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Caroline Bellamy, Chief data officer, Ordnance Survey

Path to power

 

My path into this wonderful industry began in a slightly strange way - account management at an advertising agency. I was determined to bring strategic thinking and fact-based decisioning into the ad world of the early 90s - fun, laudable, but rather misplaced. It did forge in me a lifelong passion for keeping the customer at the heart of what we do and reinforced my passion for data-based decisions and actions. Serendipity landed me a role with the newly formed dunnhumby - no greater place or greater people to inspire and to learn the ropes from right at the start of the data-based technology, decisioning and marketing industry. Over the next 20-plus years, I enjoyed various leadership and increasingly transformational roles in the UK and internationally. I have worked in almost all business areas demonstrating the power of data to drive real commercial value and to optimise ways of working both business and technical. I went from consulting at dunnhumby to client-side in retail (Sainsbury’s), utilities, customer data and brand acquisitions (Centrica Group, The AA, Goldfish, British Gas, OneTel), Vodafone (UK, group and Germany), most recently joining Ordnance Survey. I am proud to have worked across industries and functions driving the data agenda - it’s my passion.

 

What has been the highlight of your career in the industry to date?

 

Defining the strategic vision, establishing teams from a zero base and seeing colleagues grow and drive the data agenda and deliver on the mission. Delivering real, tangible, bottom line value and technical capability. I am also particularly proud of the work I have done championing and driving the diversity and inclusion agenda - at all levels - right to board-level.

 

If you could give your younger self some advice about how to progress in this industry, what would it be?

 

Take the chance to do some diverse roles and diverse companies/industries - it will build a real depth in your people and technical learning experience. Do not see your career as a vertical ladder - rather a journey to go on. Trust your judgements and decision – “spidey instinct” will serve you well. Learn to move on from disappointments and frustrations and do not hold yourself or others personally responsible.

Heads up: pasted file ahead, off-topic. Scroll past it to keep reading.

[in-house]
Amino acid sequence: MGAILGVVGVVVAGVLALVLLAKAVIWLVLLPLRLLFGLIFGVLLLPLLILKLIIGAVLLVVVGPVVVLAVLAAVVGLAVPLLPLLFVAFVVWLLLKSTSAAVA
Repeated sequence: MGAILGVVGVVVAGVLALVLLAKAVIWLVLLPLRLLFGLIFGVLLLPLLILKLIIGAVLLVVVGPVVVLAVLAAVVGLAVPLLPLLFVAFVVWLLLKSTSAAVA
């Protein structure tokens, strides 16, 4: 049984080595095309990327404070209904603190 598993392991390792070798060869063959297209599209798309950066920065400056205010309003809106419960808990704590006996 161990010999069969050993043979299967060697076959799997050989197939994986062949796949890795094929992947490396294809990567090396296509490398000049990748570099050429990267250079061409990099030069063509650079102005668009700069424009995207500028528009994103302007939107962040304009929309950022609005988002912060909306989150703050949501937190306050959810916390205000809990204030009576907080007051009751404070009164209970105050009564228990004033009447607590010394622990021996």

Did 2018 turn out the way you expected? If not, in what ways was it different?

 

I made a significant decision to step out of pure corporate worlds and into the wider public sector (not a full civil servant, rather a public servant). Wow, what a different world! What a new set of challenges! On reaching out across the public sector leadership community, I have found myself working with and inspired by tremendous colleagues and fellow travellers - together we will make a difference for Great Britain (and it is needed).

 

What do you expect 2019 to be like for the industry?

 

A year that sees an uplift in the balance in diversity of all types. One where although AI and machine learning will make real advances for outcomes that make a difference to people and improve lives. I also hope for a year in which we do not forget the human and why we do what we do.

 

Talent and skills are always a challenge to find - how are you tackling this in your organisation?

 

Seeking and hoping for the best in people. Looking at different sources for talent - it’s not all about the PhD in Computer Science. Getting the word out there about how fantastic this data industry is, especially important in our public sector. I also try to be a role model (especially to the female audience) - both professionally and personally - a realistic role model achieving at senior level and that all-important balance of tough and tender and work-life. I do not always achieve it though!

 

What aspect of data, analytics or their use are you most optimistic about and why?

 

The data of location is really coming to the fore (most recent at CES in Las Vegas where almost all advances and innovations included some aspect of location), so the application of location/geo-spatial data is what I am most optimistic about. So exciting and must be at the heart of what we do. For me right now, it must be about enabling government and its agencies to make better decisions and actions that improve life for us all here in GB.
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